Flu cases in county; get your flu shots

RBC I There are confirmed flu cases in Rio Blanco County, the top county health official and the county’s two hospitals report, but the numbers are not high.
Colleen Zufelt, director of the Rio Blanco County Department of Public Health and Environment, as well as officials at both county hospitals, report that there have been a couple of confirmed Type 1 and H1N1 flu cases within the county, but Zufelt stressed it is not too late to get a flu shot now.
“The vaccines protect again two strains of Type A flu, which includes H1N1, and one strain of Type B flu,” Zufelt said. “We are being flooded with people now who are coming in to get their shots, and I believe it is more important this year than it has been because the flu is quite common now in Colorado.
“Colorado has already seen more than double the flu cases it had last year,” she said. “And of the cases confirmed, at least 60 percent have occurred in the age group from 25 to 65 years. For those folks, I would strongly urge a flu shot.”
Zufelt said the flu season peaks in February but continues through March, stressing that it is much easier and cheaper to get the shots now than it would be to treat the flu and its potential complications if someone comes down with the flu later.
She also said that Medicaid and Medicare should take care of the cost for their patients as well as Rocky Mountain Health Plan and that those who pay the $25 cash for the shots may be reimbursed by their personal insurance.
“Flu shots are only good for one year and the public should be vaccinated each year,” Zufelt said. “There is no better time to make an appointment right now with either a person’s doctor, the clinics at the hospitals in Rangely and Meeker or at the county public health offices.”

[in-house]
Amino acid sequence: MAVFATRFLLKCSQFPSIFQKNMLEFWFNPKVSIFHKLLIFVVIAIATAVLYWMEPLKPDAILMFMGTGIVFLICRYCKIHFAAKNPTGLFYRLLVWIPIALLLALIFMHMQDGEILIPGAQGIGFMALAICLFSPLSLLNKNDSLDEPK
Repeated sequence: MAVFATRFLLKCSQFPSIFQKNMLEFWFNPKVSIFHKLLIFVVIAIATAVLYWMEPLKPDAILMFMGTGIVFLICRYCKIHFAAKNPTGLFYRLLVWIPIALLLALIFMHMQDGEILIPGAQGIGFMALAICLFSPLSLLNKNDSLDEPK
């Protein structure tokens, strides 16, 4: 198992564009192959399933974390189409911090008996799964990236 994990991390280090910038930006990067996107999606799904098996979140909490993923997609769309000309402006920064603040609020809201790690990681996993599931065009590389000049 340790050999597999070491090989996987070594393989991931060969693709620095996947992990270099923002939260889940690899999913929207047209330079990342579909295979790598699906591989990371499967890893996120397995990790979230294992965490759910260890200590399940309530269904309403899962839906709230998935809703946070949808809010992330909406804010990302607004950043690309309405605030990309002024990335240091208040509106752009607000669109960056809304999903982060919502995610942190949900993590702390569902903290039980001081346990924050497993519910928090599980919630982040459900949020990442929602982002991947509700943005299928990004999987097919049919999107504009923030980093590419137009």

The county health office in Meeker is located at 345 Market St., and appointments can be made by calling 878-9520. The health office in Rangely is located at 209 E. Main St., and appointments can be made at 878-9525.
According to Zufelt, the chief difference between the flu and a cold is that with the flu, “there is aching all over the body — arms, legs, everywhere.” With a cold, the symptoms are restricted to the upper respiratory system.
She said there are also more strains of flu, and that with the standard flu shot, the symptoms will be lessened and the flu should be shorter in term than without a flu shot.
“We also know there are people out there afraid of getting their flu shots because they believe the vaccine contains the live virus,” Zufelt said. “We at the health department have a vaccine that does not contain the live virus, so their fears are groundless. Some other places do have the vaccine that contains live virus, and I can tell the folks they shouldn’t worry, but if the concern is there, the best thing to do is ask the question where it is they are going for the vaccine.”
A few tips Zufelt offered for avoiding a cold or the flu include getting flu shots as soon as possible, washing one’s hands often and for 20 seconds with soap and warm water, cough or sneeze into your arm so as not to spread germs, staying away from folks with respiratory problems and staying at home if you do have a cold or the flu so you don’t infect coworkers or other members of the public.
“Those who do have colds or particularly the flu need to remember that they need to be fever-free for at least 24 hours before they return to work,” Zufelt said. “Some people believe that they would just as soon be sick at work instead of bored at home. While that may be OK in some cases, colds and the flu should be kept completely out of the work environment.”

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